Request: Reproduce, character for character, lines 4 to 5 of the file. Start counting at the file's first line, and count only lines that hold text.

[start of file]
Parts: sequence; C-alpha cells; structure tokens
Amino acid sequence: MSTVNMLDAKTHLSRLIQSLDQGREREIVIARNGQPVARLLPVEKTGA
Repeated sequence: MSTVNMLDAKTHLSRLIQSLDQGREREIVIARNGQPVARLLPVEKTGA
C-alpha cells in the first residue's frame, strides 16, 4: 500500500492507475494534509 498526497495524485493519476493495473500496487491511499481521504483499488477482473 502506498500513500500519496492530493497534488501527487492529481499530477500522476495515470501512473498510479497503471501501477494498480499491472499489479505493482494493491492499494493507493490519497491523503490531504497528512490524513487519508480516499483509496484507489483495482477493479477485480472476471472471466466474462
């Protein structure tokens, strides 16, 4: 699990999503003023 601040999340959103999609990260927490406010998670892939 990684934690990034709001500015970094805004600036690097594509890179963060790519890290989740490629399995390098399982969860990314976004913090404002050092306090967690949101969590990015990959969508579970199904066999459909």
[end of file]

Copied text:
C-alpha cells in the first residue's frame, strides 16, 4: 500500500492507475494534509 498526497495524485493519476493495473500496487491511499481521504483499488477482473 502506498500513500500519496492530493497534488501527487492529481499530477500522476495515470501512473498510479497503471501501477494498480499491472499489479505493482494493491492499494493507493490519497491523503490531504497528512490524513487519508480516499483509496484507489483495482477493479477485480472476471472471466466474462
């Protein structure tokens, strides 16, 4: 699990999503003023 601040999340959103999609990260927490406010998670892939 990684934690990034709001500015970094805004600036690097594509890179963060790519890290989740490629399995390098399982969860990314976004913090404002050092306090967690949101969590990015990959969508579970199904066999459909």